In short, I realized the “prequels” weren’t as far off the mark as I had led myself to believe. They were, in fact, fairly well consistent with the tone and tropes of the original Star Wars trilogy. Seeing them in this light set me on my path to recovery.

Now two years sober, I can accept a few things that I was too proud to admit before. First and foremost, Star Wars is important. Whether you like it or not, Star Wars is a permanent and iconic piece of American culture. I haven’t done the research, and I’m not trying to start a Star Trek v. Star Wars debate, but I propose that there’s nothing in the history of the sci-fi genre that is more universally recognized than a light saber. Further: more significant than the saga’s importance to society is its importance to my family, specifically to my shared experience with my son. Viewing all six movies with him was awesome. We had great fun, and he became a Star Wars fan for life. Now we share the same experience and excitement for the coming films as I did with my father for the originals.

What has made Star Wars great in our collective memory is not that the films were flawless, but rather the shared experience in our homes and in our culture that they’ve given us. And in that light, I will be happily riding the wagon back to the theater this December.

The front piece used in this article was done by wagner.
Check out his work at Deviant Art.

light saber

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What did I miss in my gripe list above? Which Star Wars addenda and alterations have upset you the most? Let it out, brothers and sisters. Purge it. It’s therapeutic. And then you can start to love again.

11 thoughts on “On Being a Star Wars Snob

    • Thanks for the link, Randim Axis. There’s definitely a rich conversation to be had on the level of “quality cinema.” But I enjoyed the “inferior” ones nonetheless, especially as a bonding experience with the boy.

      Like

    • Yes—another friend pointed that out to me, and truth be told: I didn’t realize I was making a mistake at the time. However, I assert that this was a Freudian slip, and one more testament to the inherent and blatant racism in Star Wars! Sambo aliens FTW!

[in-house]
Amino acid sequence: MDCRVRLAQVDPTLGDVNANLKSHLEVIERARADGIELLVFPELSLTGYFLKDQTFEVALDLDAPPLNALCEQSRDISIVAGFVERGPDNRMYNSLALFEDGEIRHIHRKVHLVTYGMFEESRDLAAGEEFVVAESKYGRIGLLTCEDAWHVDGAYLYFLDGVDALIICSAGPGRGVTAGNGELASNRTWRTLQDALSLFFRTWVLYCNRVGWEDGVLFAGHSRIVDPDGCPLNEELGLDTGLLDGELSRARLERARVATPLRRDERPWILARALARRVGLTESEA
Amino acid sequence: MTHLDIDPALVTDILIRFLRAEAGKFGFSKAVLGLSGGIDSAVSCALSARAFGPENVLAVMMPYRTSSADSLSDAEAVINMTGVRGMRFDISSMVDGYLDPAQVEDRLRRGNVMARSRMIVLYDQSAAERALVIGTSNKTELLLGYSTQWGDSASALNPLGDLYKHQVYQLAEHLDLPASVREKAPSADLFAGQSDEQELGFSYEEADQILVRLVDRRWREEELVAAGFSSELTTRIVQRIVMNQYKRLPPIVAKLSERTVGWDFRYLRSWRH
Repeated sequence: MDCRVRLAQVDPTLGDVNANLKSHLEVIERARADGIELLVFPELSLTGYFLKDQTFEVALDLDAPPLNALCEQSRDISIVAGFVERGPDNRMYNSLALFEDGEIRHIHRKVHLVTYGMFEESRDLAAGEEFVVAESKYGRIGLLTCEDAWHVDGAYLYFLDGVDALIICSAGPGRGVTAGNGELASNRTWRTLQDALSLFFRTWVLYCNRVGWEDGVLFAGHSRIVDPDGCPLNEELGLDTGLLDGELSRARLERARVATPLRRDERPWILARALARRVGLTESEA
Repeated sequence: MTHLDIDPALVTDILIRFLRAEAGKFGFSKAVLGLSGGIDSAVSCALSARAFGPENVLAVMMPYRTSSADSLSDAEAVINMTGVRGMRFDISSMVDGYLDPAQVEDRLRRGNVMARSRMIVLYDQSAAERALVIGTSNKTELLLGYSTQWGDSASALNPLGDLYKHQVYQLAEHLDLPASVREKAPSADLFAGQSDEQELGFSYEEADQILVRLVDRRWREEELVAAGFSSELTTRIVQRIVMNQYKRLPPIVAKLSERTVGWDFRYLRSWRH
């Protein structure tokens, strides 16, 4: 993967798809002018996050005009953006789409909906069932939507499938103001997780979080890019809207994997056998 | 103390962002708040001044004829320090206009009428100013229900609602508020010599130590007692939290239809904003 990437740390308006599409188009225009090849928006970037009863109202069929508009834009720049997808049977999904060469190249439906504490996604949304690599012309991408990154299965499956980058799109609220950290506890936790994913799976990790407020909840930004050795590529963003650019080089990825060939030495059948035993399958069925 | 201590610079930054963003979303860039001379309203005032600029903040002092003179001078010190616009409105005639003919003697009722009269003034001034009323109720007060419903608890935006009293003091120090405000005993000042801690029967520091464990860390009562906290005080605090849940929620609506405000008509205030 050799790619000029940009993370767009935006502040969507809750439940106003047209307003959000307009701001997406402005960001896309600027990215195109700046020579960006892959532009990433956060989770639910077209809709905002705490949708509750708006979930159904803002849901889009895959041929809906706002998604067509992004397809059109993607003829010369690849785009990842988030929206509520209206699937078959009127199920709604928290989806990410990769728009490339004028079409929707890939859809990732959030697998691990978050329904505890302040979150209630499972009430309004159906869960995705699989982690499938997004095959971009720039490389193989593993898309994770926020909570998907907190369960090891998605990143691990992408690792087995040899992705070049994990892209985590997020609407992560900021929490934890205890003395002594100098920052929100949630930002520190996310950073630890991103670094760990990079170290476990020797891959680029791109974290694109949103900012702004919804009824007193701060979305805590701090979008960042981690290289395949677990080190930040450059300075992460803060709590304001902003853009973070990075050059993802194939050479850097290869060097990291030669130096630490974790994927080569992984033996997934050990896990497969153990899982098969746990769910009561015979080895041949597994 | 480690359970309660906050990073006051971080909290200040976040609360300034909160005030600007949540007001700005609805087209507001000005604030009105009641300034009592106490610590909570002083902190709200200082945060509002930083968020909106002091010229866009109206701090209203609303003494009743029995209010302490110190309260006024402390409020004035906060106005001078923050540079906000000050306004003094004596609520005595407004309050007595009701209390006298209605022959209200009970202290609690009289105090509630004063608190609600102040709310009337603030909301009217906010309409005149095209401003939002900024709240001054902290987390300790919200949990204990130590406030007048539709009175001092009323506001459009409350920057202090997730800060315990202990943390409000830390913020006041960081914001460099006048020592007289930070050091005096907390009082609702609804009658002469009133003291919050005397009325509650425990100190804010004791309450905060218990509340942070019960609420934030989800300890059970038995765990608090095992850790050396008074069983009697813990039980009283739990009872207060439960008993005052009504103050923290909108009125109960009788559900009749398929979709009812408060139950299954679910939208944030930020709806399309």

Like

  1. pdowen3 says:

    Episode I re-defined the Force in terms of “metaclorians” that could be measured from a blood sample, rather than the pantheistic metaphysical presence that Obiwan and Yoda taught and that even Darth Vader defended. That bugged me a lot.

    Liked by 1 person

    • Yes, I’m not sure why they did that. Another one of possibly 10,000 unnecessary alterations. Here’s one way we can maybe feel better about it, if you’re interested:

      The concept of “the Force” has very much in common with the Dao of Chinese Daoism, and the Jedi Order has much in common with Buddhist monasticism (especially the Japanese brand). Both Daoism and Buddhism describe phenomena and mindstates with pantheistic and metaphysical vocabulary. Modern sciences have redefined these phenomena and mindstates using different, technical terms. However, the new vocabulary/labeling does not change the fact that the phenomena and/or mindstates are in fact present. Even when science points to something like “receptors in the brain” as being responsible for “Zen experiences,” we can still remind the scientists that those receptors had to be created by SOMETHING.

      So it is with the metaclorians and the Force. At least this is how I like to look at it. 🙂

      Like

  2. Brian Wright says:

    Hey Geoff couldn’t agree with you more about the prequels. Darth Maul was top notch and the pod race was phenomenal. Apparently the prequel movies were to attract a new and younger fan base than the original 4-6 episodes.

    Like

    • That definitely seems to be the case, but if you look back to Return of the Jedi, you could make an argument for the “paradigm shift” happening all the way back then. I think that the original Star Wars film was simply a young film-maker’s contribution to the sci-fi genre, but once it took off, the whole project began to move away from the “art of film-making” and became the “business of product marketing.”

      Thanks for reading and commenting!

      Like

  3. Nash86 says:

    Admittedly i was always more into star trek , alien ( the first 3 ( I don’t mind Alien3)), or highlander. but i can enjoy star wars especially the first one (1977) i felt it was a good homage to 1930s or 1940s sy fi serials which it was. Not to say empire or jedi were bad but the charm of the original was that it had a b movie tone which was lost. I can say a lot about tmp flaws but I will give it credit im that it had the closest tone to 1977 than the others.

    Liked by 1 person